Senators Warner, Rubio say Beijing could interfere with what’s trending on TikTok

The two heads of the US Senate Committee on Intelligence believe that Beijing is influencing what’s trending on TikTok, providing a new argument for curbing the Chinese-owned social media platform. as momentum builds among US lawmakers for an outright ban on the app.

“The truth is, the algorithms that determine what you see on TikTok are determined from Beijing in China,” Senator Mark Warner (D-Va.) admitted to CBS’s Face the Nation on Sunday night.

Warner points out what the videos are trending in different locations. “If you look at what Chinese kids see on their version of TikTok, which promotes science and engineering, compared to what our kids and kids around the world see, it’s very different,” Warner said. . ByteDance, the owners of TikTok, offers a similar short video and livestreaming app in China called Douyin.

Senator Marco Rubio (R-Fla.), who joined Warner on CBS, argued that TikTok has the data of “millions and millions of Americans,” which could give Chinese officials “the advantage of being able to shape American public opinion in times of crisis, ” and the ability to “steer its conversation. country in any direction they want.”

The senator’s office did not immediately respond to a phone call seeking comment made outside US business hours.

They are Warner and Rubio echoing concerns from US national security officials about Beijing’s alleged control of ByteDance’s recommendation algorithms. Last December, FBI director Christopher Wray expressed concern that Beijing’s influence on TikTok’s trends would allow them to “manipulate the content, and if they want, use it for influence operations.”

TikTok is currently in the middle of negotiations with US officials on how to reorganize its business to alleviate national security concerns.

“As Senators Warner and Rubio have explained, they are not familiar with the technical aspects of our comprehensive proposal to address their national security concerns about data security and foreign influence on TikTok,” said the a TikTok spokesperson. good luck, maintained that the company is “off to a good start” in implementing these changes.

“We are ready to inform the Senators and their staff of our efforts to date and our further commitments,” the spokesperson said.

Control and censorship

US concerns about TikTok have focused on its owner ByteDance, and in particular, the ease with which Chinese officials can trust the Chinese technology company to share personal data with the US.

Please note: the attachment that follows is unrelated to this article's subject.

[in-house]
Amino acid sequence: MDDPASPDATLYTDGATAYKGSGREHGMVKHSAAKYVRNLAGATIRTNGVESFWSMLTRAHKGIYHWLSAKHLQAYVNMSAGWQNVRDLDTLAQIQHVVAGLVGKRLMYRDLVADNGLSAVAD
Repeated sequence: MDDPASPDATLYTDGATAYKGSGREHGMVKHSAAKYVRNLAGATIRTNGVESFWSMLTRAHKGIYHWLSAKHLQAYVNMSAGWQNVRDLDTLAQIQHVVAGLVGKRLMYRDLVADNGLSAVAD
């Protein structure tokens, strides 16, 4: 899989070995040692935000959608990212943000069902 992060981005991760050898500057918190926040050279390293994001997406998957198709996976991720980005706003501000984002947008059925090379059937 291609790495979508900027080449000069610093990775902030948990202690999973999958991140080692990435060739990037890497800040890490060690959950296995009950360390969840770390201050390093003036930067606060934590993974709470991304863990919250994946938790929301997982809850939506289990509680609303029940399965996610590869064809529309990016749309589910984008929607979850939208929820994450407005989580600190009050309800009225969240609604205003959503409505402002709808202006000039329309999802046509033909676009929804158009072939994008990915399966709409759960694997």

In 2021, the Chinese government took a small stake of ByteDance’s China-based subsidiary, which also gives it the right to appoint one of its board members. Beijing is increasingly pursuing these so-called golden parts of Chinese technology companies to expand its management of the country’s major technology companies.

Chinese video platforms must be blocked by content authorities considered harmfulwhich can range from content shaming the Chinese Communist Party to videos promoting excessive wealth or wasteful activities.

On January 24, Beijing Office has partnered that it has started a month-long campaign to suppress unwanted content, ostensibly to promote a “healthy, happy and peaceful” internet after the Lunar New Year. The next day, ByteDance announced that it would subsidize influencers creating traditional Chinese content.

Will TikTok get banned?

The US banned TikTok on devices issued by the federal government as part of an omnibus bill in December. Nearly 30 US states have also banned social media apps from government devices, led by some public universities. block the app on the campus internet network.

However some in the US Congress want to go ahead and maintain a national ban on the social media app. Last week, Representative Michael McCaul (R-Tex.), who chairs the US House Foreign Affairs Committee, promised that the committee vote in a country banning TikTok next month.

The US intelligence community may be divided on the value of banning TikTok, across the country or on government devices. According to the report from Al Jazeera, Connecticut officials are delaying a possible ban on TikTok after FBI contacts said they “didn’t see evidence” of any new information being shared by the social media company, and that other restrictions on state is based “on news reports and other open source information about China in general, not specifically on TikTok.

the Wall Street Journal reports that TikTok is going through a reorganization asking the US tech company Oracle that it will house all of its systems for serving US content, and that it will create a subsidiary dedicated to US data security, accountable to an outside board of directors that will report to the Committee on Foreign Investment in the United States, than ByteDance.

However, those plans may not be enough for US lawmakers who are skeptical of any proposal that leaves ByteDance in charge. “It’s almost impossible for any Chinese company to comply with Chinese law and our expectations in this country,” Rubio said in CBS.

“I don’t know how our national security interests and the operation of TikTok in this country, as long as it is owned by ByteDance, can coexist,” he continued.

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